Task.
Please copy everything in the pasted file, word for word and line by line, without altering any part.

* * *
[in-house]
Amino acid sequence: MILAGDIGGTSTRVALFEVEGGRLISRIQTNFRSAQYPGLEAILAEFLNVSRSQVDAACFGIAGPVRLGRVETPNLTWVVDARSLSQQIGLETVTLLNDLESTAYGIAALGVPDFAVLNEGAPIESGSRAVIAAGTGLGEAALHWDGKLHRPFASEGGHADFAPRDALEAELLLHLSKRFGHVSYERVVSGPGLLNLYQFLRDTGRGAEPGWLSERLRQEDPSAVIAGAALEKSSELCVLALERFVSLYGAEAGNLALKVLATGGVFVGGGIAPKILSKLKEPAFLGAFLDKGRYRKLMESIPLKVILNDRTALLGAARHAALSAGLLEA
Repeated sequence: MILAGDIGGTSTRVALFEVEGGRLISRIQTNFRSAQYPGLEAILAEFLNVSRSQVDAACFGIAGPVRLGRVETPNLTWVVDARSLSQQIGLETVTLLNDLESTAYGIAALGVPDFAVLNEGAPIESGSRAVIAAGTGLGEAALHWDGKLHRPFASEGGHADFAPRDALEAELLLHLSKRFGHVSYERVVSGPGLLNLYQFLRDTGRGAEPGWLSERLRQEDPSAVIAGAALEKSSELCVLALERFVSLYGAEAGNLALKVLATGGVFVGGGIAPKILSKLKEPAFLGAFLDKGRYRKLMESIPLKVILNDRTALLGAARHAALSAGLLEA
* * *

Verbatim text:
[in-house]
Amino acid sequence: MILAGDIGGTSTRVALFEVEGGRLISRIQTNFRSAQYPGLEAILAEFLNVSRSQVDAACFGIAGPVRLGRVETPNLTWVVDARSLSQQIGLETVTLLNDLESTAYGIAALGVPDFAVLNEGAPIESGSRAVIAAGTGLGEAALHWDGKLHRPFASEGGHADFAPRDALEAELLLHLSKRFGHVSYERVVSGPGLLNLYQFLRDTGRGAEPGWLSERLRQEDPSAVIAGAALEKSSELCVLALERFVSLYGAEAGNLALKVLATGGVFVGGGIAPKILSKLKEPAFLGAFLDKGRYRKLMESIPLKVILNDRTALLGAARHAALSAGLLEA
Repeated sequence: MILAGDIGGTSTRVALFEVEGGRLISRIQTNFRSAQYPGLEAILAEFLNVSRSQVDAACFGIAGPVRLGRVETPNLTWVVDARSLSQQIGLETVTLLNDLESTAYGIAALGVPDFAVLNEGAPIESGSRAVIAAGTGLGEAALHWDGKLHRPFASEGGHADFAPRDALEAELLLHLSKRFGHVSYERVVSGPGLLNLYQFLRDTGRGAEPGWLSERLRQEDPSAVIAGAALEKSSELCVLALERFVSLYGAEAGNLALKVLATGGVFVGGGIAPKILSKLKEPAFLGAFLDKGRYRKLMESIPLKVILNDRTALLGAARHAALSAGLLEA